Galligher v. Commissioner of Social Security

Filing 9

MEMORANDUM AND ORDER AFFIRMING the decision of the Commissioner of Social Security denying Pltf's disability insurance benefits; Clerk of Court shall enter judgment in favor of the Commissioner and CLOSE this case.Signed by Honorable James M. Munley on 2/28/12. (Attachments: # 1 ORDER)(sm, )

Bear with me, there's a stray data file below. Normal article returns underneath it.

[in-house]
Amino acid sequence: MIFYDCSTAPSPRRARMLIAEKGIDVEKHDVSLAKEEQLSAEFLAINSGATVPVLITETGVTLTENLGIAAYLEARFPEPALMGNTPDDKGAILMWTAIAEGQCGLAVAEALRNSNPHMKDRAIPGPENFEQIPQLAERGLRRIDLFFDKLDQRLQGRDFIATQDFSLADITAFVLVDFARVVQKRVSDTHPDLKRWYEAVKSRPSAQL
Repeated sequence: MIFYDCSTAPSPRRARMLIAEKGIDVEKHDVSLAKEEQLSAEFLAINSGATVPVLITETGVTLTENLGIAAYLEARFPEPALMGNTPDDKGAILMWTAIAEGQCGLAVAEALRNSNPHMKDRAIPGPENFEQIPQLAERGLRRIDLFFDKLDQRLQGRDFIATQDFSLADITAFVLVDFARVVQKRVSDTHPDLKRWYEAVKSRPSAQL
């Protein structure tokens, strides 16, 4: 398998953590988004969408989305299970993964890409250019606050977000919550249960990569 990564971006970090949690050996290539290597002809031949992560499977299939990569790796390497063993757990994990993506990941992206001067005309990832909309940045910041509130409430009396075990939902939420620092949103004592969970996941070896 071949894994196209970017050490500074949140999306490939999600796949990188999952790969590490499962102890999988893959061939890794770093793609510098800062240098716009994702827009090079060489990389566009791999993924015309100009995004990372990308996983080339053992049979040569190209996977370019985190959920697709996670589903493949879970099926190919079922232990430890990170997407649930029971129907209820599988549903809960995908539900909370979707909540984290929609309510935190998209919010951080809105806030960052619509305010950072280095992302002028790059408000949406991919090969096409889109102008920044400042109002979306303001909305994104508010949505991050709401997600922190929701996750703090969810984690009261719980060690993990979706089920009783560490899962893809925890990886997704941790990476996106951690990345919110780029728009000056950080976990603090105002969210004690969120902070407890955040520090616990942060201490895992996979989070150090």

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UNITED STATES DISTRICT COURT FOR THE MIDDLE DISTRICT OF PENNSYLVANIA LEE E. GALLIGHER, Plaintiff vs. MICHAEL ASTRUE, COMMISSIONER OF SOCIAL SOCIAL SECURITY, Defendant : : : : : : : : : : : No. 4:10-CV-2504 (Complaint Filed 12/8/10) (Judge Munley) MEMORANDUM AND ORDER Background The above-captioned action is one seeking review of a decision of the Commissioner of Social Security ("Commissioner") denying Plaintiff Lee E. Galligher’s claim for social security disability insurance benefits. Galligher protectively filed his application for disability insurance benefits on June 2, 2008. Tr. 11, 109-112, 119, 126 and 131.1 The application was initially denied by the Bureau of Disability Determination on August 13, 2008,2 55. Tr. 51- On October 10, 2008, Galligher requested an administrative hearing. Tr. 58-59. After about 13 months had passed, a hearing 1. References to “Tr. ” are to pages of the administrative record filed by the Defendant as part of his Answer on April 11, 2011. 2. The Bureau of Disability Determination is an agency of the Commonwealth of Pennsylvania which initially evaluates applications for disability insurance benefits on behalf of the Social Security Administration. Tr. 52. was held before an administrative law judge on November 20, 2009. Tr. 20-48. On November 24, 2009, the administrative law judge issued a decision denying Galligher’s application. Tr. 11-19. On January 26, 2010, Galligher filed a request for review with the Appeals Council. Tr. 6. On October 8, 2010, the Appeals Council concluded that there was no basis upon which to grant Galligher’s request for review. Tr. 1-5. Thus, the administrative law judge’s decision stood as the final decision of the Commissioner. Galligher then filed a complaint in this court on December 8, 2010. Supporting and opposing briefs were submitted and the appeal3 became ripe for disposition on July 11, 2011, when Galligher elected not to file a reply brief. Disability insurance benefits are paid to an individual if that individual is disabled and “insured,” that is, the individual has worked long enough and paid social security taxes. The last date that a claimant meets the requirements of being insured is commonly referred to as the “date last insured.” It is undisputed that Galligher meets the insured status requirements of the Social Security Act through December 31, 2012. Tr. 11 and 13. Galligher was born in the United States on March 3, 1956. Tr. 50, 109 and 126. Although Galligher attended special 3. Under the Local Rules of Court “[a] civil action brought to review a decision of the Social Security Administration denying a claim for social security disability benefits” is “adjudicated as an appeal.” M.D.Pa. Local Rule 83.40.1. 2 education classes, he graduated from high school in 1975 and can read, write, speak and understand the English language. Tr. 42, 134 and 142. Galligher has a lengthy history of work and earnings. Tr. 121. His past relevant employment4 was as a school custodian. Tr. 136. The custodian position was described by a vocational expert as semi-skilled, medium work.5 Tr. 43. 4. Past relevant employment in the present case means work performed by Galligher during the 15 years prior to the date his claim for disability was adjudicated by the Commissioner. 20 C.F.R. §§ 404.1560 and 404.1565. 5. The terms sedentary, light, medium and heavy work are defined in the regulations of the Social Security Administration as follows: (a) Sedentary work. Sedentary work involves lifting no more than 10 pounds at a time and occasionally lifting or carrying articles like docket files, ledgers, and small tools. Although a sedentary job is defined as one which involves sitting, a certain amount of walking and standing is often necessary in carrying out job duties. Jobs are sedentary if walking and standing are required occasionally and other sedentary criteria are met. (b) Light work. Light work involves lifting no more than 20 pounds at a time with frequent lifting or carrying of objects weighing up to 10 pounds. Even though the weight lifted may be very little, a job is in this category when it requires a good deal of walking or standing, or when it involves sitting most of the time with some pushing and pulling of arm or leg controls. To be considered capable of performing a full or wide range of light work, you must have the ability to do substantially all of these activities. If someone can do light work, we determine that he or she can also do sedentary work, unless there are additional limiting factors such as loss of fine dexterity or inability to sit for long periods of time. 3 Records of the Social Security Administration reveal that Galligher had earnings in the years 1972 through 2008. Tr. 121. In 2008 his earnings were $6962.23. Id. From 1993 through 2007, Galligher’s earning never fell below $24,500.00. Id. Galligher’s total earnings from 1972 through 2008 were $706,943.01. Id. Galligher claims that he became disabled on June 16, 2007,6 (c) Medium work. Medium work involves lifting no more than 50 pounds at a time with frequent lifting or carrying of objects weighing up to 25 pounds. If someone can do medium work, we determine that he or she can do sedentary and light work. (d) Heavy work. Heavy work involves lifting no more than 100 pounds at a time with frequent lifting or carrying of objects weighing up to 50 pounds. If someone can do heavy work, we determine that he or she can also do medium, light, and sedentary work. 20 C.F.R. §§ 404.1567 and 416.967. 6. Galligher was 51 years of age on the alleged disability onset date and 53 years of age on the date of the administrative law judge’s decision. Galligher was considered a “person closely approaching advanced age.” 20 C.F.R. § 404.1563(d). The Social Security Administration considers that such age “along with a severe impairment(s) and limited work experience may seriously affect [the person’s] ability to adjust to other work.” Id. Contained within the Social Security regulations are grids or tables which lists Rules 201.01 through 203.31 in the left hand column, also known as the Medical-Vocational Rules. These grids or tables are found at 20 C.F.R. pt. 404, subpt. P, app. 2. There are grids or tables for sedentary, light and medium work. The Social Security regulations provide that “where the findings of fact made with respect to a particular individual’s vocational factors and residual functional capacity coincide with all of the criteria of a particular rule, the rule directs a conclusion as to whether the individual is or is not disabled.” Rule 200.00. In the right hand column of the grid or table is set forth the 4 because of a cardiac condition, diabetes, obesity and sleep apnea. Doc. 7, Plaintiff’s Brief, p. 2. Galligher stopped working as a custodian in June, 2007, and went on sick and annual leave. Tr. 144. He then returned to work as custodian for four full days and four half days in March 2008. Id. This brief return to work was followed by additional sick and annual leave. Id. since March, 2008. Id. Galligher has not worked The record also reveals that Galligher had a work-related injury in March, 2007, for which he received worker’s compensation benefits. Tr. 104-108 and 143. For the reasons set forth below we will affirm the decision of the Commissioner denying Galligher’s application for disability insurance benefits. STANDARD OF REVIEW When considering a social security appeal, we have plenary review of all legal issues decided by the Commissioner. See Poulos v. Commissioner of Social Security, 474 F.3d 88, 91 (3d Cir. 2007); Schaudeck v. Commissioner of Social Sec. Admin., 181 F.3d 429, 431 “Decision” as to whether a claimant is “disabled” or “not disabled.” If all of the criteria of particular Rule are met “[t]he existence of jobs in the national economy is reflected in the ‘Decisions’ shown in the rules, i.e., in promulgating the rules, administrative notice has been taken of the numbers (sic) of unskilled jobs that exist throughout the national economy at the various functional levels. . . Thus, when all factors coincide with the criteria of a rule, the existence of such jobs is established.“ Rule 200.00(b). Under certain circumstances an individual “closely approaching advanced age” is automatically considered disabled pursuant to the Medical-Vocational Rules. Those rules are not applicable with respect to Galligher’s present application. 5 (3d Cir. 1999); Krysztoforski v. Chater, 55 F.3d 857, 858 (3d Cir. 1995). However, our review of the Commissioner’s findings of fact pursuant to 42 U.S.C. § 405(g) is to determine whether those findings are supported by "substantial evidence." Id.; Brown v. Bowen, 845 F.2d 1211, 1213 (3d Cir. 1988); Mason v. Shalala, 994 F.2d 1058, 1064 (3d Cir. 1993). Factual findings which are supported by substantial evidence must be upheld. 42 U.S.C. §405(g); Fargnoli v. Massanari, 247 F.3d 34, 38 (3d Cir. 2001)(“Where the ALJ’s findings of fact are supported by substantial evidence, we are bound by those findings, even if we would have decided the factual inquiry differently.”); Cotter v. Harris, 642 F.2d 700, 704 (3d Cir. 1981)(“Findings of fact by the Secretary must be accepted as conclusive by a reviewing court if supported by substantial evidence.”); Keefe v. Shalala, 71 F.3d 1060, 1062 (2d Cir. 1995); Mastro v. Apfel, 270 F.3d 171, 176 (4th Cir. 2001); Martin v. Sullivan, 894 F.2d 1520, 1529 & 1529 n.11 (11th Cir. 1990). Substantial evidence “does not mean a large or considerable amount of evidence, but ‘rather such relevant evidence as a reasonable mind might accept as adequate to support a conclusion.’” Pierce v. Underwood, 487 U.S. 552, 565 (1988)(quoting Consolidated Edison Co. v. N.L.R.B., 305 U.S. 197, 229 (1938)); Johnson v. Commissioner of Social Security, 529 F.3d 198, 200 (3d Cir. 2008); Hartranft v. Apfel, 181 F.3d 358, 360 (3d Cir. 1999). Substantial evidence has been described as more than a mere scintilla of evidence 6 but less than a preponderance. Brown, 845 F.2d at 1213. In an adequately developed factual record substantial evidence may be "something less than the weight of the evidence, and the possibility of drawing two inconsistent conclusions from the evidence does not prevent an administrative agency's finding from being supported by substantial evidence." Consolo v. Federal Maritime Commission, 383 U.S. 607, 620 (1966). Substantial evidence exists only "in relationship to all the other evidence in the record," Cotter, 642 F.2d at 706, and "must take into account whatever in the record fairly detracts from its weight." (1971). Universal Camera Corp. v. N.L.R.B., 340 U.S. 474, 488 A single piece of evidence is not substantial evidence if the Commissioner ignores countervailing evidence or fails to resolve a conflict created by the evidence. Mason, 994 F.2d at 1064. The Commissioner must indicate which evidence was accepted, which evidence was rejected, and the reasons for rejecting certain evidence. Johnson, 529 F.3d at 203; Cotter, 642 F.2d at 706-707. Therefore, a court reviewing the decision of the Commissioner must scrutinize the record as a whole. Smith v. Califano, 637 F.2d 968, 970 (3d Cir. 1981); Dobrowolsky v. Califano, 606 F.2d 403, 407 (3d Cir. 1979). SEQUENTIAL EVALUATION PROCESS To receive disability benefits, the plaintiff must demonstrate an “inability to engage in any substantial gainful 7 activity by reason of any medically determinable physical or mental impairment which can be expected to result in death or which has lasted or can be expected to last for a continuous period of not less than 12 months.” 42 U.S.C. § 432(d)(1)(A). Furthermore, [a]n individual shall be determined to be under a disability only if his physical or mental impairment or impairments are of such severity that he is not only unable to do his previous work but cannot, considering his age, education, and work experience, engage in any other kind of substantial gainful work which exists in the national economy, regardless of whether such work exists in the immediate area in which he lives, or whether a specific job vacancy exists for him, or whether he would be hired if he applied for work. For purposes of the preceding sentence (with respect to any individual), “work which exists in the national economy” means work which exists in significant numbers either in the region where such individual lives or in several regions of the country. 42 U.S.C. § 423(d)(2)(A). The Commissioner utilizes a five-step process in evaluating claims for disability insurance benefits. §404.1520; Poulos, 474 F.3d at 91-92. See 20 C.F.R. This process requires the Commissioner to consider, in sequence, whether a claimant (1) is engaging in substantial gainful activity,7 (2) has an impairment that is severe or a combination of impairments that is severe,8 (3) 7. If the claimant is engaging in substantial gainful activity, the claimant is not disabled and the sequential evaluation proceeds no further. 8. The determination of whether a claimant has any severe impairments, at step two of the sequential evaluation process, is a threshold test. 20 C.F.R. § 404.1520(c). If a claimant has no impairment or combination of impairments which significantly limits the claimant’s physical or mental abilities to perform 8 has an impairment or combination of impairments that meets or equals the requirements of a listed impairment,9 (4) has the residual functional capacity to return to his or her past work and (5) if not, whether he or she can perform other work in the national economy. Id. As part of step four the administrative law judge must determine the claimant’s residual functional capacity. Id.10 Residual functional capacity is the individual’s maximum remaining ability to do sustained work activities in an ordinary work setting on a regular and continuing basis. See Social Security Ruling 96-8p, 61 Fed. Reg. 34475 (July 2, 1996). A regular and continuing basis contemplates full-time employment and is defined as basic work activities, the claimant is “not disabled” and the evaluation process ends at step two. Id. If a claimant has any severe impairments, the evaluation process continues. 20 C.F.R. § 404.1520(d)-(g). Furthermore, all medically determinable impairments, severe and non-severe, are considered in the subsequent steps of the sequential evaluation process. 20 C.F.R. §§ 404.1523 and 404.1545(a)(2). 9. If the claimant has an impairment or combination of impairments that meets or equals a listed impairment, the claimant is disabled. If the claimant does not have an impairment or combination of impairments that meets or equals a listed impairment, the sequential evaluation process proceeds to the next step. 20 C.F.R. § 404.1525 explains that the listing of impairments “describes for each of the major body systems impairments that [are] consider[ed] to be severe enough to prevent an individual from doing any gainful activity, regardless of his or her age, education, or work experience.” Section 404.1525 also explains that if an impairment does not meet or medically equal the criteria of a listing an applicant for benefits may still be found disabled at a later step in the sequential evaluation process. 10. If the claimant has the residual functional capacity to do his or her past relevant work, the claimant is not disabled. 9 eight hours a day, five days per week or other similar schedule. The residual functional capacity assessment must include a discussion of the individual’s abilities. Id; 20 C.F.R. § 404.1545; Hartranft, 181 F.3d at 359 n.1 (“‘Residual functional capacity’ is defined as that which an individual is still able to do despite the limitations caused by his or her impairment(s).”). DISCUSSION The administrative law judge at step one of the sequential evaluation process found that Galligher had not engaged in substantial gainful work activity since June 16, 2007, the alleged disability onset date. Tr. 13. At step two of the sequential evaluation process, the administrative law judge found that Galligher had the following severe impairments: “coronary artery disease, status post coronary artery bypass graft, hypertension, type II diabetes mellitus, morbid obesity, obstructive sleep apnea, repair of rotator cuff tear.” Tr. 13. At step three of the sequential evaluation process the administrative law judge found that Galligher’s impairments did not individually or in combination meet or equal a listed impairment. Tr. 13. At step four of the sequential evaluation process the administrative law judge found that Galligher could not perform his 10 prior relevant medium work as a school custodain but that he had the residual functional capacity to perform light work as defined in [the regulations]. The individual may need to break from any prolonged standing or walking, either by change of task or the opportunity to sit in the course of that job. The lifting and carrying capacity would be within the ranges defined by the dictionary of occupational titles for light exertional work. The other thing that would be a primary restriction would be bending below the waist; it should be occasional bending at best. With the dominant upper extremity any kind of repetitive reaching overhead would be prohibited although some frequent capacity may be there. Otherwise, the general handling, grasping, capacity remains intact for at least frequent on a bilateral basis with the upper extremities. There may be some visual issues with respect to reading or distance reading and so the general, primary mode of communication should be oral and not reading or writing. Likewise, the job itself should not involve . . . frequent, detailed, fine visual discrimination, such as looking into a microscope . . . or looking at stiching for . . . quality control . . . Generally speaking, because of the special education history, we ought to be looking at more in the very low level, semi-skilled at best, and perhaps toward the unskilled range of work activity. Tr. 14. In setting this residual functional capacity, the administrative law judge relied on the opinion of Anne C. Zaydon, M.D., who reviewed Galligher’s medical records on behalf of the Bureau of Disability Determination. Tr. 568-573. Dr. Zaydon concluded that Galligher had the physical exertional abilities to engage in a limited range of light work consistent with the administrative law judge’s determination.11 Id. 11. The administrative law judge actually imposed additional limitations/requirements which Dr. Zaydon did not find necessary, such as a sit/stand option and limitations relating to the use of the upper extremities. 11 Based on the above residual functional capacity and the testimony of a vocational expert, the administrative law judge found that Galligher could perform unskilled, light work as a bench type inspector, packager and assembler, and that there were a significant number of such jobs in the regional, state and national economies. Tr. 18. The administrative record in this case is 739 pages in length, primarily consisting of medical and vocational records. Galligher argues that because there is “no evidence of record” that Galligher retains the residual functional capacity for light work the administrative law judge erred by so finding. Galligher also argues that the administrative law judge inappropriately considered Galligher’s credibility. We have thoroughly reviewed the record in this case and find no merit in Galigher’s arguments. The administrative law judge did an adequate job of reviewing Galligher’s vocational history and medical records in his decision. Tr. 13-19. Furthermore, the brief submitted by the Commissioner thoroughly reviews the medical and vocational evidence in this case. Doc. 8, Brief of Defendant. Because the administrative law judge adequately reviewed the medical evidence in his decision we will only comment on a few items. Initially we will note that no treating or examining physician has indicated that Galligher suffers from physical or mental functional limitations that would preclude him from engaging 12 in the limited range of light work set by the administrative law judge in his decision for the requisite statutory 12 month period. The alleged disability onset date in this case as noted is June 16, 2007. After that date there are several items of note in the medical records. On August 1, 2007, Galligher was seen by Charles Benoit, M.D., regarding his coronary artery bypass surgery. Dr. Benoit indicated that Galligher was one month status post surgery and doing well. Tr. 310. Dr. Benoit indicated that Galligher stated he was feeling well and had no cardiac symptoms, that he was walking ½ mile with relative ease, taking stairs satisfactorily and in cardiac rehabilitation. Id. Dr. Benoit stated that the incision had healed well and that Galligher needed to increase his activity. Id. A physical examination performed on October 23, 2007, by Delia Melton, M.D., Galligher’s primary care physician, was unremarkable. Tr. 317-319. In fact a neurological motor examination of the upper and lower extremities on that date was normal (5/5). Tr. 318. Galligher did have a right rotator cuff tear surgically repaired on October 26, 2007, by John H. Bailey, M.D., at the Williamsport Hospital. Tr. 336-338. After that surgery Galligher was examined by James W. Redka, M.D. Tr. 334-335. Dr. Redka found that Galligher was alert and oriented. Id. Dr. Redka reported that Galligher “had known coronary disease . . . since 2001 . . . He had 13 an open three-vessel bypass this summer at Geisinger Medical Center. He has healed from that and is said to be asymptomatic.” Tr. 334. Dr. Redka performed a physical examination during which he observed the following: [Galligher] has unusual speech but seems to understand well. . . Head, eyes, ears, nose and throat normal. His body habitus is extremely obese. He is in no distress. He has a bandage from his right shoulder surgery clearly in place. There is not any excess of bleeding. . . . Extremities show trace edema consistent with his obesity only. . . . Tr. 335. On November 6, 2007, Galligher had a follow-up appointment with Dr. Bailey regarding his rotator cuff surgery. Tr. 332. Dr. Bailey noted that Galligher was doing well, the wound was “nicely healed,” and he was neurovascularly intact distally. Id. 11, 2008, Galligher was doing reasonably well. Id. By January Over the next several months Galligher continued to improve. Id. At the administrative hearing held in this case Galligher did not mention any serious difficulty with or pain related in his right shoulder and in the brief submitted to this court, Galligher did not state that he had a shoulder condition which limited his ability to work. Also, physical therapy records reveal that by January 2008, Galligher had significant improvement in his range of motion (forward flexion, abduction, external rotation and internal rotation) of his shoulder. Tr. 359. On May 14, 2008, Donald T. Nardone, M.D., a treating 14 cardiologist, reported that Galligher’s “cardiac symptoms are well controlled at time of last visit other than his edema and shortness of breath which are probably related more to his obesity.” Tr. 385. Dr. Nardone encouraged Galligher to engage in aerobic activity for thirty to sixty minutes daily. Tr. 536. On March 17, 2009, Galligher had an echocardiogram study performed at Susquehanna Cardiology Associates, located in Williamsport. Tr. 584-585. The study was interpreted to be normal, including a normal left ventricle ejection fraction of 60 to 65%.12 Id. The medical records do reveal that Galligher’s blood sugar levels frequently are not well-controlled. Tr. 534-536. Galligher testified that he is not very compliant with his diabetes regimen, but that if he would be more careful, his blood sugars would be better. Tr. 32. However, Galligher’s primary care physician noted that Galligher condition has been improving and that he is exercising three times per week. Tr. 517. Galligher testified at the administrative hearing that he drives, and that he drove to the hearing, which took a little over 12. “Ejection Fraction is a measurement of the percentage of blood leaving your heart each time it contracts. . . Because the left ventricle is the heart’s main pumping chamber, ejection fraction is usually measured only in the left ventricle (LV). A normal LV ejection fraction is 55 to 70 percent.” Martha Grogan, M.D., Ejection fraction: What does it measure?,, (Last visited February 28, 2012). 15 one hour. Tr. 27. Galligher lives with three sisters, but is relatively independent, including fixing his own meals, loading and unloading the dishwasher, doing his own laundry, taking out the garbage and mowing the lawn. Tr. 27-29. The administrative law judge relied on the opinion of Dr. Zaydon, the state agency physician. The administrative law judge’s reliance on the opinion of Dr. Zaydon was appropriate. See Chandler v. Commissioner of Soc. Sec., F.3d. , 2011 WL 6062067 at *4 (3d Cir. Dec. 7. 2011)(“Having found that the [state agency physician’s] report was properly considered by the ALJ, we readily conclude that the ALJ’s decision was supported by substantial evidence[.]”). We are satisfied that the administrative law judge appropriately took into account all of Galligher mental and physical limitations in the residual functional capacity assessment. The administrative law judge concluded that Galligher could engage in a limited range of light work. That conclusion is supported by the opinion of the state agency physician. The administrative law judge stated that Galligher’s statements concerning the intensity, persistence and limiting effects of his symptoms were not credible to the extent that they were inconsistent with the ability to perform a limited range of unskilled, light work. Tr. 19. The administrative law judge was not required to accept Galligher’s claims regarding his physical limitations. See Van Horn v. Schweiker, 717 F.2d 871, 873 (3d Cir. 16 1983)(providing that credibility determinations as to a claimant’s testimony regarding the claimant’s limitations are for the administrative law judge to make). It is well-established that “an [administrative law judge’s] findings based on the credibility of the applicant are to be accorded great weight and deference, particularly since [the administrative law judge] is charged with the duty of observing a witness’s demeanor . . . .” Walters v. Commissioner of Social Sec., 127 F.3d 525, 531 (6th Cir. 1997); see also Casias v. Secretary of Health & Human Servs., 933 F.2d 799, 801 (10th Cir. 1991)(“We defer to the ALJ as trier of fact, the individual optimally positioned to observe and assess the witness credibility.”). Because the administrative law judge observed Galligher when he testified at the hearing on September 10, 2009, the administrative law judge is the one best suited to assess the credibility of Galligher. Our review of the administrative record reveals that the decision of the Commissioner is supported by substantial evidence. We will, therefore, pursuant to 42 U.S.C. § 405(g) affirm the decision of the Commissioner. An appropriate order will be entered. s/ James M. Munley JAMES M. MUNLEY United States District Judge Dated: February 28, 2012 17